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The Big Four accounting firm is targeted by Japanese insurers that claim the firm failed to reveal a client's hidden liabilities.
Stephen Taub, CFO.com | US
November 12, 2004
Deloitte & Touche LLP could be on the hook for as much as $2 billion if it loses a legal claim related to the use of insurance products that are under investigation by government regulators, The Wall Street Journal reported. The brewing legal battle is based on so-called earnings-management insurance products that a Deloitte client used.
The case, which is headed into court-ordered mediation, involves the Big Four accounting firm’s audits of Fortress Re Inc., a reinsurance company that specialized in reinsurance for aviation risk. Fortress Re collapsed following the Sept. 11 terrorist attacks, according to the newspaper. Deloitte reportedly denied any liability in the case.
Two Japanese insurers that bought reinsurance from Fortress allege that the company’s use of unconventional coverage and its fraudulent accounting resulted in roughly $3.5 billion in losses for them and a third Japanese insurer that was forced into bankruptcy, according to the report.
Fortress managed a great deal of reinsurance business for the three Japanese companies, and by the late 1990s, the Fortress pool was reportedly among the world's largest in the aviation reinsurance field. As a result, according to the paper, Fortress would have to "pay up if a plane crashed almost anywhere on the globe."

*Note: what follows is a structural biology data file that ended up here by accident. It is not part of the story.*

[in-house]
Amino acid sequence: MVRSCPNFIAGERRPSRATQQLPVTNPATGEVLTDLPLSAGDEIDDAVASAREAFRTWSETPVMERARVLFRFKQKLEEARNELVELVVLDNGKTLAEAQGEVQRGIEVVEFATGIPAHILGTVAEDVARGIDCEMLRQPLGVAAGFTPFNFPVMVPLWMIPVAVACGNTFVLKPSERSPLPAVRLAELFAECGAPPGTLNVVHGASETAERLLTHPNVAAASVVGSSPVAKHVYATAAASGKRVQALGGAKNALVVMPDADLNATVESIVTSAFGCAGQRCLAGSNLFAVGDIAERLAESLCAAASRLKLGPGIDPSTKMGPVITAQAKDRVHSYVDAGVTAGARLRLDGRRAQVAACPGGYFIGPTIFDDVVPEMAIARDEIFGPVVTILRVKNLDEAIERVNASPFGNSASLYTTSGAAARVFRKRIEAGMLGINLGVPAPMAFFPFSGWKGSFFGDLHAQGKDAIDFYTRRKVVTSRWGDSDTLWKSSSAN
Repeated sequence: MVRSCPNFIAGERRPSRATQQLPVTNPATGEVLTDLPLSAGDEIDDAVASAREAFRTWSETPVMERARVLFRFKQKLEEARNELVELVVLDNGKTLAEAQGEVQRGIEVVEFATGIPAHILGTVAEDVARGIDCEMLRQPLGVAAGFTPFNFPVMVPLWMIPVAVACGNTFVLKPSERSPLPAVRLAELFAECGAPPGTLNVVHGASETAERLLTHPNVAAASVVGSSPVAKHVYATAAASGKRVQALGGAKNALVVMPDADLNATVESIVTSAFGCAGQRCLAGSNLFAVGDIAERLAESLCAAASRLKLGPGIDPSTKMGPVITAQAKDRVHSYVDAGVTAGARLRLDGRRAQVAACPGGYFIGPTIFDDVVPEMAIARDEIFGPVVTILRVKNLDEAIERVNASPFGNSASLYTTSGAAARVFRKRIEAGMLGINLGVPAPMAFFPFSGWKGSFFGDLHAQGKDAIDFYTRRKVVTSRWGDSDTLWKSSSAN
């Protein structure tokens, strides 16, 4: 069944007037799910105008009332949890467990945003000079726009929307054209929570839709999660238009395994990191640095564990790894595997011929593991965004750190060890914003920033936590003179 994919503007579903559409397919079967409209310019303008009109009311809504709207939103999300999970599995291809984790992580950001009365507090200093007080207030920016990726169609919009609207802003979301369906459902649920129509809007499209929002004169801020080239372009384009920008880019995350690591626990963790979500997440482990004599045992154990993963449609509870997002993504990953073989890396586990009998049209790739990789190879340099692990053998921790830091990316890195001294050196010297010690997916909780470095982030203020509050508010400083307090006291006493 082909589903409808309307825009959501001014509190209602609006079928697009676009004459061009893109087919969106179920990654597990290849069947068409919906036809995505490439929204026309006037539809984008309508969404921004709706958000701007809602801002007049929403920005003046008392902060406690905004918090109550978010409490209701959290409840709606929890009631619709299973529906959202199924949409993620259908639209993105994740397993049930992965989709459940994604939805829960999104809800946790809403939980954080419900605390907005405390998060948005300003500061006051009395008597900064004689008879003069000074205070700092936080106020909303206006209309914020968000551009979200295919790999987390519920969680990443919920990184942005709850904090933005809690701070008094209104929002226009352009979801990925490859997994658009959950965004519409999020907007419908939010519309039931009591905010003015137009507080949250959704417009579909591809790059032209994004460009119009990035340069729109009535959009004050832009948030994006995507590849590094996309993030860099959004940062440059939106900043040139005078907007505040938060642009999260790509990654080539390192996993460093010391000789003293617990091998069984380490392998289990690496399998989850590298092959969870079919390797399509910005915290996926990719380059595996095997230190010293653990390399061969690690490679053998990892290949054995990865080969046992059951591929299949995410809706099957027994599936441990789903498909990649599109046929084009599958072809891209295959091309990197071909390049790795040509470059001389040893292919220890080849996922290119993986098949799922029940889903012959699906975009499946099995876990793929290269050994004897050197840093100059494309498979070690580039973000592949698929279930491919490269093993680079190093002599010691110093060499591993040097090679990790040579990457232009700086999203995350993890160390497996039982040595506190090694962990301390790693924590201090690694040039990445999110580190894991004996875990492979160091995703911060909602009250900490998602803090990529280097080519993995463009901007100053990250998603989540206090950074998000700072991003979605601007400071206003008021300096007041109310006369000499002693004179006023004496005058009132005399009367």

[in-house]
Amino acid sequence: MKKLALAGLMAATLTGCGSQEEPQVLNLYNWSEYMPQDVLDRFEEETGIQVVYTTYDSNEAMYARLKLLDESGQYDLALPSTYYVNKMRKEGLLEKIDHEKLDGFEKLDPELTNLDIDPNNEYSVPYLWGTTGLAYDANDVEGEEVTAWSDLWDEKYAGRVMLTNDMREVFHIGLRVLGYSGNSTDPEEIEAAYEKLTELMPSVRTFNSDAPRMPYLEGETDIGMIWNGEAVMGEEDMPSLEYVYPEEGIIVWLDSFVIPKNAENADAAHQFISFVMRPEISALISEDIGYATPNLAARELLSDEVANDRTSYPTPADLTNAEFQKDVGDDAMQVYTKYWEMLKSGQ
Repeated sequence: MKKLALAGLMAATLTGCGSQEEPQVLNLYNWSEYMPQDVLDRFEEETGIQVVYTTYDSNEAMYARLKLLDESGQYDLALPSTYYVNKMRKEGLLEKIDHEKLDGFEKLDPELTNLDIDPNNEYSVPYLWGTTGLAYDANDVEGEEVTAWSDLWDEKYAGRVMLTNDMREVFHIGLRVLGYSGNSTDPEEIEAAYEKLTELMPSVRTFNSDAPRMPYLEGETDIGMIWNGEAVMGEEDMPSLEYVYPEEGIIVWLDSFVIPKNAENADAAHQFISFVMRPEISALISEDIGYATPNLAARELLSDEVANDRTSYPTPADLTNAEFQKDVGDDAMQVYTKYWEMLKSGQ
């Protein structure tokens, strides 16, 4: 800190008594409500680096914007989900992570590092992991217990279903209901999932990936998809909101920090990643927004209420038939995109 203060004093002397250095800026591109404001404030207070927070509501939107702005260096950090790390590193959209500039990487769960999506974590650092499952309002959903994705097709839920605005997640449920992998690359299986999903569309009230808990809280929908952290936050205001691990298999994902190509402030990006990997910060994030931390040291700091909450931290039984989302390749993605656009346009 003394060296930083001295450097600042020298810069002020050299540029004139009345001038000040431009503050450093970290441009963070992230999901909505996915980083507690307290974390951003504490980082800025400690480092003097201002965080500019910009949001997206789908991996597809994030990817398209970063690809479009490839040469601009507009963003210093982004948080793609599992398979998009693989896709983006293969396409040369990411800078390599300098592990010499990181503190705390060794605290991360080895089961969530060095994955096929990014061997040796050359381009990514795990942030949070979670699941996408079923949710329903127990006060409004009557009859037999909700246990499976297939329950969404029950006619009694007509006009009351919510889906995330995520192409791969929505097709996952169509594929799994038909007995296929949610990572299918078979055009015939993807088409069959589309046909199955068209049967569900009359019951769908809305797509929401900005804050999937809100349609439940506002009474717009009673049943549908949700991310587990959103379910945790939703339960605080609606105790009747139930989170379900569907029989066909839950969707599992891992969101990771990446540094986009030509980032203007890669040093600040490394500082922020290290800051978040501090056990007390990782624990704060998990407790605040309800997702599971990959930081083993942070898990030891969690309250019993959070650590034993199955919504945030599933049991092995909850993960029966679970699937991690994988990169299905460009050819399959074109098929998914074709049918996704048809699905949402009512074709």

Two of the Japanese insurers -- Sompo Japan Insurance Inc. and Aioi Insurance Co. -- claim that Deloitte failed to tell them of huge hidden liabilities that Fortress had incurred on their behalf, noted the Journal. The companies assert that Fortress told them it had obtained insurance to cover losses on their policies. However, the insurers eventually learned that the claim was inaccurate, and that Fortress was instead relying on "financial reinsurance.”
Such coverage resembles a loan, is cheaper than traditional insurance, and exposes the buyer to more risk. Thus, the reinsurer's purchase of the coverage had the effect of forcing the Japanese insurers to absorb added losses on every claim, according to the newspaper.
Deloitte officials said in a statement that "the entire premise of this lawsuit -- that two of Japan's largest and most sophisticated insurance companies did not understand their own high-risk business strategy -- is demonstrably false and incredible on its face," noted the paper. The accounting firm also reportedly said it communicated the extent of the liabilities to Fortress.
Therefore, if the reinsurer failed to provide the Japanese companies with accurate information, "any claim would be against their own agent, Fortress, not Deloitte," the accounting firm added.
The paper also recounted a court hearing held earlier this year in which Robert S. Bennett -- a former defense attorney for President Bill Clinton hired to defend Deloitte -- called the case "a life-and-death situation" for the accounting firm. Deloitte, however, said this week that Bennett’s comments were an overstatement and officials believe "it will win this case," the Journal reported.
Fortress lost a $1 billion fraud case earlier this year to Sompo, when an arbitration panel ruled that two executives of the reinsurance company used misleading accounting to fool the Japanese insurer.